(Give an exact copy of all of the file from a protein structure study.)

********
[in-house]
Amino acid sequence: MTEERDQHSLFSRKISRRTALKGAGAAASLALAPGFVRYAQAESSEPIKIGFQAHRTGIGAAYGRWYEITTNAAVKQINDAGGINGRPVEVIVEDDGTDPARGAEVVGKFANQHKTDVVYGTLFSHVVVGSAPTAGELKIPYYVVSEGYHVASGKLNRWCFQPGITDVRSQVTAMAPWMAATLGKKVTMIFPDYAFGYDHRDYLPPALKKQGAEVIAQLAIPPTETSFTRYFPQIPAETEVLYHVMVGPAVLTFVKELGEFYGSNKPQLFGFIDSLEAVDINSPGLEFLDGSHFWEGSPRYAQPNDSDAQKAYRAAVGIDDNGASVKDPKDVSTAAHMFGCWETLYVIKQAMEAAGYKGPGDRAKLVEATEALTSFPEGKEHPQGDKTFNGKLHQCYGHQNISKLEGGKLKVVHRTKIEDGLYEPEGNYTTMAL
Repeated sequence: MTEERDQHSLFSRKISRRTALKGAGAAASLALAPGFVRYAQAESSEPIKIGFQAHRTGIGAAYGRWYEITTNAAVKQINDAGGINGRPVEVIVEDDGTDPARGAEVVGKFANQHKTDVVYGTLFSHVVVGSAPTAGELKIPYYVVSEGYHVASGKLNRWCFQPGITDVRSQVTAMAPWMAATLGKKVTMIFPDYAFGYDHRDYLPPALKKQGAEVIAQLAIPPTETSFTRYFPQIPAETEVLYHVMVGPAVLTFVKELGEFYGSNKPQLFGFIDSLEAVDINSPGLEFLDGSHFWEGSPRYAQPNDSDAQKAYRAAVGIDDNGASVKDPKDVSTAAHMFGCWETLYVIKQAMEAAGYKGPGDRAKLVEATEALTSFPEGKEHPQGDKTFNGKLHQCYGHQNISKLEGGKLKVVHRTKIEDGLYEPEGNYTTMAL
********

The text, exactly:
[in-house]
Amino acid sequence: MTEERDQHSLFSRKISRRTALKGAGAAASLALAPGFVRYAQAESSEPIKIGFQAHRTGIGAAYGRWYEITTNAAVKQINDAGGINGRPVEVIVEDDGTDPARGAEVVGKFANQHKTDVVYGTLFSHVVVGSAPTAGELKIPYYVVSEGYHVASGKLNRWCFQPGITDVRSQVTAMAPWMAATLGKKVTMIFPDYAFGYDHRDYLPPALKKQGAEVIAQLAIPPTETSFTRYFPQIPAETEVLYHVMVGPAVLTFVKELGEFYGSNKPQLFGFIDSLEAVDINSPGLEFLDGSHFWEGSPRYAQPNDSDAQKAYRAAVGIDDNGASVKDPKDVSTAAHMFGCWETLYVIKQAMEAAGYKGPGDRAKLVEATEALTSFPEGKEHPQGDKTFNGKLHQCYGHQNISKLEGGKLKVVHRTKIEDGLYEPEGNYTTMAL
Repeated sequence: MTEERDQHSLFSRKISRRTALKGAGAAASLALAPGFVRYAQAESSEPIKIGFQAHRTGIGAAYGRWYEITTNAAVKQINDAGGINGRPVEVIVEDDGTDPARGAEVVGKFANQHKTDVVYGTLFSHVVVGSAPTAGELKIPYYVVSEGYHVASGKLNRWCFQPGITDVRSQVTAMAPWMAATLGKKVTMIFPDYAFGYDHRDYLPPALKKQGAEVIAQLAIPPTETSFTRYFPQIPAETEVLYHVMVGPAVLTFVKELGEFYGSNKPQLFGFIDSLEAVDINSPGLEFLDGSHFWEGSPRYAQPNDSDAQKAYRAAVGIDDNGASVKDPKDVSTAAHMFGCWETLYVIKQAMEAAGYKGPGDRAKLVEATEALTSFPEGKEHPQGDKTFNGKLHQCYGHQNISKLEGGKLKVVHRTKIEDGLYEPEGNYTTMAL